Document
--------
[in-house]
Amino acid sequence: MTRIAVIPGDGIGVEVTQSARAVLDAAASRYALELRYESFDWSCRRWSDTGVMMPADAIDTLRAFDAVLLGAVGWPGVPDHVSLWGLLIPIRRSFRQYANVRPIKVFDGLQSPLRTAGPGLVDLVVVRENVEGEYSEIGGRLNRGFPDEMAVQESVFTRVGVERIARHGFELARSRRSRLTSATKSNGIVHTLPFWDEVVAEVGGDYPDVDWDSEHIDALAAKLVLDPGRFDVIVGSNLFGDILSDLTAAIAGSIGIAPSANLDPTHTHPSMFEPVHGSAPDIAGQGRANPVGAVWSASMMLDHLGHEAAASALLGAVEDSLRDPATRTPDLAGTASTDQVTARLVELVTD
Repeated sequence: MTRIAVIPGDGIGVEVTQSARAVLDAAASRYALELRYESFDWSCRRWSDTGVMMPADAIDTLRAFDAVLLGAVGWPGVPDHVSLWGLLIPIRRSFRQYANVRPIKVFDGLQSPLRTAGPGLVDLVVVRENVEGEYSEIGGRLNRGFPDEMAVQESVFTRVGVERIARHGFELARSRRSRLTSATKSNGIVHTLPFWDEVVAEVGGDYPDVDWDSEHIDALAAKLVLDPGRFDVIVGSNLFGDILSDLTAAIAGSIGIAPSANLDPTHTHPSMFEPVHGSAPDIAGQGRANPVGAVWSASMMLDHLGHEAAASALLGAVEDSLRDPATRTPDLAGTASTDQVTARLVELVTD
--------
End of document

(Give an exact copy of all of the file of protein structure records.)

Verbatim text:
[in-house]
Amino acid sequence: MTRIAVIPGDGIGVEVTQSARAVLDAAASRYALELRYESFDWSCRRWSDTGVMMPADAIDTLRAFDAVLLGAVGWPGVPDHVSLWGLLIPIRRSFRQYANVRPIKVFDGLQSPLRTAGPGLVDLVVVRENVEGEYSEIGGRLNRGFPDEMAVQESVFTRVGVERIARHGFELARSRRSRLTSATKSNGIVHTLPFWDEVVAEVGGDYPDVDWDSEHIDALAAKLVLDPGRFDVIVGSNLFGDILSDLTAAIAGSIGIAPSANLDPTHTHPSMFEPVHGSAPDIAGQGRANPVGAVWSASMMLDHLGHEAAASALLGAVEDSLRDPATRTPDLAGTASTDQVTARLVELVTD
Repeated sequence: MTRIAVIPGDGIGVEVTQSARAVLDAAASRYALELRYESFDWSCRRWSDTGVMMPADAIDTLRAFDAVLLGAVGWPGVPDHVSLWGLLIPIRRSFRQYANVRPIKVFDGLQSPLRTAGPGLVDLVVVRENVEGEYSEIGGRLNRGFPDEMAVQESVFTRVGVERIARHGFELARSRRSRLTSATKSNGIVHTLPFWDEVVAEVGGDYPDVDWDSEHIDALAAKLVLDPGRFDVIVGSNLFGDILSDLTAAIAGSIGIAPSANLDPTHTHPSMFEPVHGSAPDIAGQGRANPVGAVWSASMMLDHLGHEAAASALLGAVEDSLRDPATRTPDLAGTASTDQVTARLVELVTD